There’s no shortage of observers rubbing their hands together in anticipation with the recent turn in mortgage rates. Many have argued for years that the Vancouver (and, for that matter, Toronto) housing market is in a bubble. Now, with mortgage rates spiking to their highest level in a decade, they think it could finally pop.
But that’s not what Nicola Wealth Chairman and CEO John Nicola sees in a comparison of price increases over time and among various cities. In a June 22nd podcast with Investing Matters host and Wealth Advisor | Client Relationship Manager, Ethan Astaneh, Nicola pointed to data from the Economist Global Housing Price Resource Centre that show Canadian housing increasing in dollar value 13 times over between 1975 and 2021. That was more than the eightfold increase in the U.S. but only because our neighbours experienced a housing crash between 2007 and 2010 triggered by the subprime lending crisis while “basically Canada did not.”
The United Kingdom, Australia, New Zealand and Sweden, however, all saw higher home price appreciation over the period than Canada. The same goes for other investable assets. “You would have made more money by buying government bonds in 1975 than you would have buying the average Canadian home,” Nicola noted.
Even Vancouver real estate, which has seen the fastest price growth in Canada, does not look especially bubbly when you consider its average annual rate of return has been just 4.1% ahead of the pace of inflation since 1975—less than the S&P/TSX Composite, and less than gold.
Metro Vancouver has geographical constraints on three sides: mountains, ocean and the U.S. border. And yet it welcomed most of the 100,000-plus people who moved to B.C. last year, needing approximately 40,000 new housing units. “We have this population increase that needs to be housed. That requires a lot of construction and zoning changes to occur just to stay even,” Nicola noted.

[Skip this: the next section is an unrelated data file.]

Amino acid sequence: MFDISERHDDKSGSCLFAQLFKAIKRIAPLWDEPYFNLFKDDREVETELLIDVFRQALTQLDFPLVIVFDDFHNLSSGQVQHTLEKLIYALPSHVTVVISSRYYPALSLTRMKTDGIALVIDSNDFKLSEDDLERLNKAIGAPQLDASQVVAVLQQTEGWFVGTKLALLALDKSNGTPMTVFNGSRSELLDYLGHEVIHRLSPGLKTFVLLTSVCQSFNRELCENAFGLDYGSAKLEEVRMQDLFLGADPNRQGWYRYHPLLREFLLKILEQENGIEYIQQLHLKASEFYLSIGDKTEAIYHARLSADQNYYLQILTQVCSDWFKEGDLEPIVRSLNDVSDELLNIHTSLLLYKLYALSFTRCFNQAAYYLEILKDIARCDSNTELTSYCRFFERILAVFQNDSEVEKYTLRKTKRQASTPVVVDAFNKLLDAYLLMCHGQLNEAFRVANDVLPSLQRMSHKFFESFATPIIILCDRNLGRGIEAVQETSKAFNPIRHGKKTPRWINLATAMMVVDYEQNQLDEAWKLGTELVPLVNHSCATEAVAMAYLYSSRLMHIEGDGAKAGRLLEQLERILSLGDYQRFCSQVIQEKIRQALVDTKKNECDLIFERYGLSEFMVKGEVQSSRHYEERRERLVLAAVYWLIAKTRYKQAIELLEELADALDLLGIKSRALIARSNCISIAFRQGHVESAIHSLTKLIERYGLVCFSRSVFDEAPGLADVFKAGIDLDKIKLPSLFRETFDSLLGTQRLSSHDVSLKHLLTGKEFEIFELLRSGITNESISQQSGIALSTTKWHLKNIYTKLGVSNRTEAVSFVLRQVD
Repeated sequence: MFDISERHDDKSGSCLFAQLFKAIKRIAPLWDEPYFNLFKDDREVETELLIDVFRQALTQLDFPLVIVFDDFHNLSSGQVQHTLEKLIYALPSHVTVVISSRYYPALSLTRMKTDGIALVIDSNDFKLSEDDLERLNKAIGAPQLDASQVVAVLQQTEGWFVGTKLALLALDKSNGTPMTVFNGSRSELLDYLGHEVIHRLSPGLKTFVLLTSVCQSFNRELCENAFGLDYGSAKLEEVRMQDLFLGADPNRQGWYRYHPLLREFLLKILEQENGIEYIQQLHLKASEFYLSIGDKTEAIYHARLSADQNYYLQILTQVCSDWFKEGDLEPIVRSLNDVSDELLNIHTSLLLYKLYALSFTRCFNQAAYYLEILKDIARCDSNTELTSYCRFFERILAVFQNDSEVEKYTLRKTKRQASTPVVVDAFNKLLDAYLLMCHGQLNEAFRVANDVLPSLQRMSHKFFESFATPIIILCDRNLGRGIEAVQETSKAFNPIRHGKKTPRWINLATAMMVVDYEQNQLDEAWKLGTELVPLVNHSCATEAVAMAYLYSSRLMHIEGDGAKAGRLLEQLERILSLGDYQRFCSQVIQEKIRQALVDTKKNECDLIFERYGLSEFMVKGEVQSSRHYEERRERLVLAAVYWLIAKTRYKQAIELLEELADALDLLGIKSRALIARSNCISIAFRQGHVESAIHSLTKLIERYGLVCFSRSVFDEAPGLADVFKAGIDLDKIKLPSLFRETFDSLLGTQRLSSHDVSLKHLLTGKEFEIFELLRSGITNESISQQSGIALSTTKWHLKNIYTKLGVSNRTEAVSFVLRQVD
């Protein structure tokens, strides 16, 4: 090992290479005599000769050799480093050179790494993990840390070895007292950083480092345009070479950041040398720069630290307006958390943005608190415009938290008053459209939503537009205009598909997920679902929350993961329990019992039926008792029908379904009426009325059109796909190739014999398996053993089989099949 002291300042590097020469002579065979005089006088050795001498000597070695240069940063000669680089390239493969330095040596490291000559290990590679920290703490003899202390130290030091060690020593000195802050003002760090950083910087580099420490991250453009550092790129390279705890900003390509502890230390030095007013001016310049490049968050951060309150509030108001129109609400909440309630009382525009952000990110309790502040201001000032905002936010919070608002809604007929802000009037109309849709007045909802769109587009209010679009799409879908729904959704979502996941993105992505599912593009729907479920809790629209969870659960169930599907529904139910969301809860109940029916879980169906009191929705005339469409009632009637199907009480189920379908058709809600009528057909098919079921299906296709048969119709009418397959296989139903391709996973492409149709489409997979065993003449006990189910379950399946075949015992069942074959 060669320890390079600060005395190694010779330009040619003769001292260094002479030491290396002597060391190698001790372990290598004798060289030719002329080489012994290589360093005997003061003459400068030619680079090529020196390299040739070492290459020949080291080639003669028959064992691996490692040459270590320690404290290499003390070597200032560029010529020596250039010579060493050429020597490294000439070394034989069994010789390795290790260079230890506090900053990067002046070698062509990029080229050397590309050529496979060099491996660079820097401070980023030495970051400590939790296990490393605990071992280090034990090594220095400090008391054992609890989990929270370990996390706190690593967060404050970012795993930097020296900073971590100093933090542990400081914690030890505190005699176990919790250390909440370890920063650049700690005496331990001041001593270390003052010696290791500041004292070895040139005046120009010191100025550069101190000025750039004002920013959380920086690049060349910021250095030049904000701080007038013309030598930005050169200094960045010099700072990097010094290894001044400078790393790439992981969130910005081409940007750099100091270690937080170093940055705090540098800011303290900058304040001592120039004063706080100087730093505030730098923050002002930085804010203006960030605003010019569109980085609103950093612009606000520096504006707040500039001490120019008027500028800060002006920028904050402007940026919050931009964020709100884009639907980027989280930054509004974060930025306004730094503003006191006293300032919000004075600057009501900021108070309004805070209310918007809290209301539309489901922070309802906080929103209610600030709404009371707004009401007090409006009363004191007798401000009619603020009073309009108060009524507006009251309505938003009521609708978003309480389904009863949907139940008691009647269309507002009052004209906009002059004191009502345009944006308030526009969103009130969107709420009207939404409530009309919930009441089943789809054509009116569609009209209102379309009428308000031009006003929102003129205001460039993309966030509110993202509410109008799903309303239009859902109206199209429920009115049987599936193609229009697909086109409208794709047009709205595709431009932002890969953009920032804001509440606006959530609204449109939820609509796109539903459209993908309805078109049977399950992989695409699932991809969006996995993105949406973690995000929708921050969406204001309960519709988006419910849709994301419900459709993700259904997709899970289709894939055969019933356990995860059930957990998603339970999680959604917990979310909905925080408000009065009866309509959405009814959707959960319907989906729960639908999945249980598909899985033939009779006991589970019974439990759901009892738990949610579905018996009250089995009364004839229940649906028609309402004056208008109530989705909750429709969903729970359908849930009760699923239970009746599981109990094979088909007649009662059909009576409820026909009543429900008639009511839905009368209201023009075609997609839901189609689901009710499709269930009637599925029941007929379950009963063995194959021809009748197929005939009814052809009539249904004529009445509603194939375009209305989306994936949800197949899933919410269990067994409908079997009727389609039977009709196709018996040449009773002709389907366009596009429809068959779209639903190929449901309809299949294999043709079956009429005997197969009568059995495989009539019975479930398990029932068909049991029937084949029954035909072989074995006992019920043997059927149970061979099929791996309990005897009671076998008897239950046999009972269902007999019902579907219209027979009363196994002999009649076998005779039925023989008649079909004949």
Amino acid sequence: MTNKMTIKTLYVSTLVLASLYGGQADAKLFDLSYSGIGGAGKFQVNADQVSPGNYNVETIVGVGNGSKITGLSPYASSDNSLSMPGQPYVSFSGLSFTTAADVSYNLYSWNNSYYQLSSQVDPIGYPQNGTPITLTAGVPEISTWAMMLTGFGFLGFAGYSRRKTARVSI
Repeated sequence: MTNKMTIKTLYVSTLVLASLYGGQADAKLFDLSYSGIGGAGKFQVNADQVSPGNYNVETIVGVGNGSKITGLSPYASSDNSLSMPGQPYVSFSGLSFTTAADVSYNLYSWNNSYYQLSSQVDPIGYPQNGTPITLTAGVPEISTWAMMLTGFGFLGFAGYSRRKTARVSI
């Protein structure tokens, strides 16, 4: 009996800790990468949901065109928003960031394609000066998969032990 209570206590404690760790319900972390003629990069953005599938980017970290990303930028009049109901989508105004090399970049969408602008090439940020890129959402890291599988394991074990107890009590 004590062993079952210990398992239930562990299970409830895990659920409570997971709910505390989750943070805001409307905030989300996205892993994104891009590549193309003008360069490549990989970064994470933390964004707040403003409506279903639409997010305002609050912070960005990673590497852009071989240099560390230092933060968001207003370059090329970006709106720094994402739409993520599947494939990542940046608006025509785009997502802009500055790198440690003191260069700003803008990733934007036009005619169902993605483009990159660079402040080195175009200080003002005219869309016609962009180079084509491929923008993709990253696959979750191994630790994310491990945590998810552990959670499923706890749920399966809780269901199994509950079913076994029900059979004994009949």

All the while mortgage rates have been steadily falling since 1975, and “mortgage payments are what drive the demand for housing prices as much as anything,” Nicola said. Given all these factors, it’s perhaps surprising housing prices did not increase more than they did. While that may offer little comfort to young buyers, Vancouver home prices are approximately, per square foot, just 30% the price of Hong Kong apartments and half those in New York.
That said, this year’s jump in interest rates will affect home prices. Government five-year bond rates, which lead mortgage rates, are at their highest level since 2011. “I don’t think the rise in interest rates has stopped,” Nicola said. Say mortgage rates rise another percentage point or a point and a half. That will have a significant impact, he said.
But that impact will be felt in housing markets around the world, not just in Vancouver and Toronto. In China, where local government incentives drove the construction of an estimated 65 million empty homes and population has hit a plateau, home prices could soon fall precipitously, Nicola said. By contrast, the factors supporting home prices in Canada’s biggest cities are still mostly intact.
Nicola went on to suggest how young buyers can take advantage of these circumstances to gain a toehold in Canada’s big-city markets, which will be the subject of the next post in this series.
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